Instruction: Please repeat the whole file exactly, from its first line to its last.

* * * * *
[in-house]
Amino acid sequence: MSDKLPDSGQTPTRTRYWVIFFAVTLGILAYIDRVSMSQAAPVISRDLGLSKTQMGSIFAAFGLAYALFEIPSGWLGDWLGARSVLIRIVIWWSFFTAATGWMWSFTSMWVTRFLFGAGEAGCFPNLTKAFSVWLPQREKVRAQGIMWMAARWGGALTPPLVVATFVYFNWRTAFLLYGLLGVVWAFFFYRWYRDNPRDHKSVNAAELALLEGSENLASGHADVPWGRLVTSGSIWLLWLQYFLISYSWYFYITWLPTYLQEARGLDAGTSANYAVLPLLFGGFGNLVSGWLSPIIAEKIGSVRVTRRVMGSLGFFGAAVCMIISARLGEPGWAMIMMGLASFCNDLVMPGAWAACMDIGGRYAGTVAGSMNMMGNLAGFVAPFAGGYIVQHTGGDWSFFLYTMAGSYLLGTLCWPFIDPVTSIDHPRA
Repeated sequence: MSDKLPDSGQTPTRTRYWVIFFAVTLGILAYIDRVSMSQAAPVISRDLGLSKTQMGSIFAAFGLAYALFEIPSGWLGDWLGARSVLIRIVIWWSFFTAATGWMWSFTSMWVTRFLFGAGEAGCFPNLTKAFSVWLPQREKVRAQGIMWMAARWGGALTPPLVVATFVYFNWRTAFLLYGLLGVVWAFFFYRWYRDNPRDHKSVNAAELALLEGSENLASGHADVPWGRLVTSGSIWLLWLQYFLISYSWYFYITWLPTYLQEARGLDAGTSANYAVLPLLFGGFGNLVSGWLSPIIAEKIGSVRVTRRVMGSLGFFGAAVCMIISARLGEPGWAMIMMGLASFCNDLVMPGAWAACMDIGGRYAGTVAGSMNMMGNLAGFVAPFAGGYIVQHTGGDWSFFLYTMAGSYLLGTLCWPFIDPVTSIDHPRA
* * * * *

[in-house]
Amino acid sequence: MSDKLPDSGQTPTRTRYWVIFFAVTLGILAYIDRVSMSQAAPVISRDLGLSKTQMGSIFAAFGLAYALFEIPSGWLGDWLGARSVLIRIVIWWSFFTAATGWMWSFTSMWVTRFLFGAGEAGCFPNLTKAFSVWLPQREKVRAQGIMWMAARWGGALTPPLVVATFVYFNWRTAFLLYGLLGVVWAFFFYRWYRDNPRDHKSVNAAELALLEGSENLASGHADVPWGRLVTSGSIWLLWLQYFLISYSWYFYITWLPTYLQEARGLDAGTSANYAVLPLLFGGFGNLVSGWLSPIIAEKIGSVRVTRRVMGSLGFFGAAVCMIISARLGEPGWAMIMMGLASFCNDLVMPGAWAACMDIGGRYAGTVAGSMNMMGNLAGFVAPFAGGYIVQHTGGDWSFFLYTMAGSYLLGTLCWPFIDPVTSIDHPRA
Repeated sequence: MSDKLPDSGQTPTRTRYWVIFFAVTLGILAYIDRVSMSQAAPVISRDLGLSKTQMGSIFAAFGLAYALFEIPSGWLGDWLGARSVLIRIVIWWSFFTAATGWMWSFTSMWVTRFLFGAGEAGCFPNLTKAFSVWLPQREKVRAQGIMWMAARWGGALTPPLVVATFVYFNWRTAFLLYGLLGVVWAFFFYRWYRDNPRDHKSVNAAELALLEGSENLASGHADVPWGRLVTSGSIWLLWLQYFLISYSWYFYITWLPTYLQEARGLDAGTSANYAVLPLLFGGFGNLVSGWLSPIIAEKIGSVRVTRRVMGSLGFFGAAVCMIISARLGEPGWAMIMMGLASFCNDLVMPGAWAACMDIGGRYAGTVAGSMNMMGNLAGFVAPFAGGYIVQHTGGDWSFFLYTMAGSYLLGTLCWPFIDPVTSIDHPRA